How to Overcome Barriers in Evidence-Based Practice

by Kristin Jennifer; Updated September 26, 2017
Barriers in evidence-based practice include a fear of practicing differently than professional peers.

Evidence-based practice is one in which doctors and nurses actively apply evidentiary research results to treatment of patients. The practice gives patients access to the latest care methods, however, it is rarely employed. Misconception that evidence-based practice lacks the humanism of intuitive care and time constraints to perform the research and stay abreast of research news are frequent barriers in evidence-based practice. Research evidence must also be appraised and evaluated for its applicability which can be daunting as well.

Step 1

Organize a staff meeting of doctors and nurses. Explain the definition of evidence-based practice and how it is used in similar practice settings. Discuss the value of implementing the practice method in your facility. Explain that instituting evidence-based practice methods will require a cultural shift in the office and involvement from everyone. Express that patients will still have the ability to determine which methods of treatment are right for them after considering treatment methods. Doctors and nurses still use professional knowledge in assessing when to apply evidence-based methods and evidence-based methods can keep the practice up-to-date and improve service to patients.

Step 2

Encourage online research. A wide variety of journals publish medical research articles but it is inefficient and expensive for a medical practice to maintain subscriptions to every possible journal to cull relevant articles. Instead, teach practitioners to search for relevant articles online. Pull up your favorite search engine or PubMed.gov, an abstraction service of the U.S. National Library of Medicine. Type in a topic, such as the name of the illness. Lists of abstracts on the subject will result, allowing practitioners to review abstracts for relevance.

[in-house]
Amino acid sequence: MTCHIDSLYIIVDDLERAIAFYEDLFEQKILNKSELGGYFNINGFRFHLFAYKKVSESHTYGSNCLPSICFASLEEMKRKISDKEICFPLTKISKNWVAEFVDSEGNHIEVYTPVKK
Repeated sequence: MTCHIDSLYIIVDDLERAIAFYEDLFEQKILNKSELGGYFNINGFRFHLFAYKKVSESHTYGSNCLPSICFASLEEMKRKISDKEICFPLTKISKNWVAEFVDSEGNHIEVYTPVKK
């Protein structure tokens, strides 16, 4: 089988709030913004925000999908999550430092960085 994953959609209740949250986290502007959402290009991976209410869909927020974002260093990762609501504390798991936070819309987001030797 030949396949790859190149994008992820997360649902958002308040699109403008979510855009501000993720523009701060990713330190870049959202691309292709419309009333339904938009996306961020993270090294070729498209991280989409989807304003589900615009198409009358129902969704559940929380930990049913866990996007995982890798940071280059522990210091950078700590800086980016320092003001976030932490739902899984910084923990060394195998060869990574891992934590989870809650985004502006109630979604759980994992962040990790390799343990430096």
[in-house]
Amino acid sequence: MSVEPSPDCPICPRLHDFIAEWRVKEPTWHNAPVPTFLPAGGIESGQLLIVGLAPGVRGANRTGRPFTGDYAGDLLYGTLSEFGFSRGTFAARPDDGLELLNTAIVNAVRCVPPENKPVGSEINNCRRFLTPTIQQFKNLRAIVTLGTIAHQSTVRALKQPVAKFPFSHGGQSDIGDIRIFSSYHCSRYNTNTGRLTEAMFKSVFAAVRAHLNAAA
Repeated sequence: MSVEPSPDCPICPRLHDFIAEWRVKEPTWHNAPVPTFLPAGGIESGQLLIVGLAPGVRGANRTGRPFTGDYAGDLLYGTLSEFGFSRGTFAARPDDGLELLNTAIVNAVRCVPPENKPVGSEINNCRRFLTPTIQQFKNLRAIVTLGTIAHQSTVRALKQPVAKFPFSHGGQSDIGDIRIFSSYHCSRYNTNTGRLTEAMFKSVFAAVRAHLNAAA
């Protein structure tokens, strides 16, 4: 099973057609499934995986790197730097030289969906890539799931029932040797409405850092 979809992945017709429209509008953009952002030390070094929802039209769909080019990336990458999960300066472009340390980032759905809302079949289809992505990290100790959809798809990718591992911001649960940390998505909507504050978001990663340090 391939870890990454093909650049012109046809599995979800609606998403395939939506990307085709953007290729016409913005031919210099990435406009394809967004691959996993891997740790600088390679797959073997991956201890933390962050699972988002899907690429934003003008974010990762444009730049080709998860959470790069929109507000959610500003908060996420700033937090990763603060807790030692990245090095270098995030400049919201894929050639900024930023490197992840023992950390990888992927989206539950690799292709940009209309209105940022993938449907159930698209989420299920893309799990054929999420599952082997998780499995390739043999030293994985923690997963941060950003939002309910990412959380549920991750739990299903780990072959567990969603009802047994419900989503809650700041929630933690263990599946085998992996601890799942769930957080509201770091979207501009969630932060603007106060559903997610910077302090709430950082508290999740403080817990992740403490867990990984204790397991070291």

Step 3

Implement changes slowly. Start a journal club in the office. Assign each club meeting a research article to review and discuss. Host the meeting at lunchtime once or twice a month to encourage the involvement of the entire team. Each member should participate. Ask open questions and encourage members to search the text for the evidence. Ask members to appraise the evidence and identify in which situations it may and may not apply.

Step 4

Host evidence-based practice round-table forums. Schedule the forums on a monthly basis. Enlist the aid of each staff member on a rotating basis. Each will have a specialty that she can research, which will require reading several articles, and then she can prepare a presentation to answer a key practice-related question. The person should be prepared to answer questions from other colleagues.

About the Author

Kristin Jennifer began writing professionally in 2010, with her work appearing on eHow. She has five years of experience working as an immigration specialist in Houston and New York City. She holds a Bachelor of Arts in political science and a minor in economics from Barnard College.

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